WE HAVE committed acts of civil disobedience before—getting arrested for protests against South African apartheid, the secret wars in Central America, and the immoral budget priorities of Congress, and, in a lesser known act of conscience, loudly objecting to the watered-down beverages on tap at our neighborhood bar. (Always the clever one in the group, I called it “tap water.”) The pizza was also horrible, but we let that one slide. The arc of the moral universe is long, but it bends toward justice. Unfortunately, justice is probably going to get bent long before they add more pepperoni. You just can’t rush bad pizza.
But where was I? Oh yes, our brazen act of defiance against restrictions of our 501(c)(3) status. It should be noted that 501(c)(4) nonprofits are allowed more leeway, as long as their work is educational and contributes to the “social welfare” of the country. The fact that many 501(c)(4)s are mainly promoting the social welfare of industrial polluters, gun manufacturers, and other groups of interest to Karl Rove is beside the point.
A Brush with the Almighty
THE BRILLIANT white lights could mean only one thing. Okay, two things. Either I was in heaven, in the place where people wait nervously for their performance review with God, or I was in the recovery room after one of those Elderly Man Procedures and the nurses were keeping their humorous thoughts to themselves, something that would have been impossible for me had our positions been reversed. (“Hang on, I’ve got another one. What’s the difference between a colonoscopy and a ... shh ... he’s waking up! Darn it!”)
The tanks of oxygen around the room were another indication that this wasn’t heaven, although at that altitude they might come in handy. (Do you breathe when you get to heaven? I know you have to stop breathing to even be considered.)
I hesitate to recount another medical procedure to readers who have grown weary of the chronicles of my continuing decay. But I bring this up mainly for eschatological reasons. (Coincidentally, one gets a colonoscopy for scatological reasons. But I digress.)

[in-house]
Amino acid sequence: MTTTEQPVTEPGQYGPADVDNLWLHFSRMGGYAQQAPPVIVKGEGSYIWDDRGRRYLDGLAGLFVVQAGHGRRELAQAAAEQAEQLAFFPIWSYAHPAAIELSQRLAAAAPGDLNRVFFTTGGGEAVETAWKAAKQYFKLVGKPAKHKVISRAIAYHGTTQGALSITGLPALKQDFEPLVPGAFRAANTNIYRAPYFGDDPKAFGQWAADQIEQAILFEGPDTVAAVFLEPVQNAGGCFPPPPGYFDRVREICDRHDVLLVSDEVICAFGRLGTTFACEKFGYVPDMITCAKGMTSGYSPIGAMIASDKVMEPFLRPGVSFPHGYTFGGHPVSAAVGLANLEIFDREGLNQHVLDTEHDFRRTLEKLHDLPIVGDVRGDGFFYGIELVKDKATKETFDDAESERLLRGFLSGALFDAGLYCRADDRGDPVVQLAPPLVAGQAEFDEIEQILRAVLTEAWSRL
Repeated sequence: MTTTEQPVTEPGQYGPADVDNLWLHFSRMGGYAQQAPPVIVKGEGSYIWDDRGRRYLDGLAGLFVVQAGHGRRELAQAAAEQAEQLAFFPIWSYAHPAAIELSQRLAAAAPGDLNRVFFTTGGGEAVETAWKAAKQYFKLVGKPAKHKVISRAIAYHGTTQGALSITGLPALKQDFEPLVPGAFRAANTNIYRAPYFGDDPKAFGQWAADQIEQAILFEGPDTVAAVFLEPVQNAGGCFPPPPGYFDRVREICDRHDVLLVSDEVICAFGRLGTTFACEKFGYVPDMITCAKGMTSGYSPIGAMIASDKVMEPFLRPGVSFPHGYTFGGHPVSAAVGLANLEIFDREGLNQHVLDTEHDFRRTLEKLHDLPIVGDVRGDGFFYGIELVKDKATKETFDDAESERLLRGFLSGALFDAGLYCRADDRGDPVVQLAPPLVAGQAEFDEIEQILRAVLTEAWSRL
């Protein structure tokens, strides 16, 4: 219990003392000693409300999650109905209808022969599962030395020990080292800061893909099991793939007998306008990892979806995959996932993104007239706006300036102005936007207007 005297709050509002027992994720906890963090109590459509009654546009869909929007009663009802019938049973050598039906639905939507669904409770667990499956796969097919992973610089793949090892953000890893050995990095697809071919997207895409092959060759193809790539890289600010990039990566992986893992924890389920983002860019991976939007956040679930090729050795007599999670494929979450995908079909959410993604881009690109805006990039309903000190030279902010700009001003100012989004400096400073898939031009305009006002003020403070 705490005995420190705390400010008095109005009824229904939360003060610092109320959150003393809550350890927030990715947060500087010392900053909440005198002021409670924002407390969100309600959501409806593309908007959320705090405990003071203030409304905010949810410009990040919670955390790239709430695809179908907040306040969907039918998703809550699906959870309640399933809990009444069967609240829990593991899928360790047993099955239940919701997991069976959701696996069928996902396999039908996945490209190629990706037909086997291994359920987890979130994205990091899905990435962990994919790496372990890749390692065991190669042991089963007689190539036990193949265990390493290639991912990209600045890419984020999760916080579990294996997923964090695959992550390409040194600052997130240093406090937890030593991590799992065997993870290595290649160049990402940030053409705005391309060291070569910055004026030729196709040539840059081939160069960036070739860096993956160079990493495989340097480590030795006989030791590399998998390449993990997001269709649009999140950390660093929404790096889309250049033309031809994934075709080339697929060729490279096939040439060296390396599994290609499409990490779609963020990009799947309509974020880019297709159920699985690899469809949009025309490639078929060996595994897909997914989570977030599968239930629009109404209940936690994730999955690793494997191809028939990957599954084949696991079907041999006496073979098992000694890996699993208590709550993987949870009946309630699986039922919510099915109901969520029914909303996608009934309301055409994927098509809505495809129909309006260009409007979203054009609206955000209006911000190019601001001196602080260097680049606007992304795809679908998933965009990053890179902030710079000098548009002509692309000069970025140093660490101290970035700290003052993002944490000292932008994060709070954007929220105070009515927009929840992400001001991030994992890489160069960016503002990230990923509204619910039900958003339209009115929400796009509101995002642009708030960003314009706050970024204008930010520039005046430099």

At my age, if you’re undergoing any procedure that involves general anesthesia, you must be prepared for the possibility of not waking up. You need to have your affairs in order—such as writing down your passwords for surviving loved ones, skipping ahead to the last episode of the TV show you’ve been streaming at the office, and gassing up the car one last time (surviving loved ones should really learn to do that for themselves)—and make your peace with God.
And what better time to meet the Lord than when both society and technology are telling me I should step aside. This year’s election left me emotionally exhausted, I failed again to receive the MacArthur genius grant (how many more letters does my mom have to write?!), and I’m aging out of some features on my cellphone. I only use Facetime by mistake, inadvertently triggering the hideous apparition of some sickly relative of advanced years. And I’m afraid to open Yelp! because it sounds like it could hurt me.
Thanksgiving (Without the Thanks)
WELL, WE'RE glad that Thanksgiving is over. So much tension, just under the surface, which occasionally roared above the special lace tablecloth. “You’re carving a beautiful turkey, Aunt Edna. It’s too bad you cut the heart out of democracy when you voted for that buffoon. Could I have some more sweet potatoes, please?”
Or: “That’s the best pecan pie I’ve ever eaten, Sis. It helps take out the bitter taste of your voting to plunge this nation into a dark abyss of fear. Ooh, is that whipped cream!?”
It was probably okay in some households. Muslim Americans had no problems passing the green beans without mumbled criticisms of a relative’s recent vote. Jewish families, confident in their relative political unanimity, doubtless had a tension-free celebration. And most families of color could enjoy each other with minimal strain. (“Cousin Bob, bringing something from Chipotle is not appropriate for the Thanksgiving potluck. But you’re family, so it’s okay. Now let’s give thanks to God, who was totally not paying attention on Nov. 8.”)
WHITE EVANGELICALS had the toughest time, especially in families with mixed marriages (“You married a Catholic, but I still love you, and maybe even her, at some point in the future.”), and the inevitable presence of relatives with divergent political views
Saying grace was the hardest part of the meal, when liberal family members peeked accusingly at their cousins, whose eyes were closed in pious gratitude that their guns were safe and that energy companies can finally mine the coal under our national parks. They were also giving thanks for more excessive military spending, cutting taxes for the rich, and turning over women’s reproductive rights to the authority of aged white men on Capitol Hill, as is their constitutional right. At least, this is what the progressives assumed their kinfolk were praying for. You can’t really tell, of course, because most people’s eyes were closed, a classic mistake at family gatherings when you’ve got to mentally calculate if there’ll be enough white meat for seconds. Or if you should save room for dessert. (Kidding. This is America. We’ll have it all.)
Your First 100 Days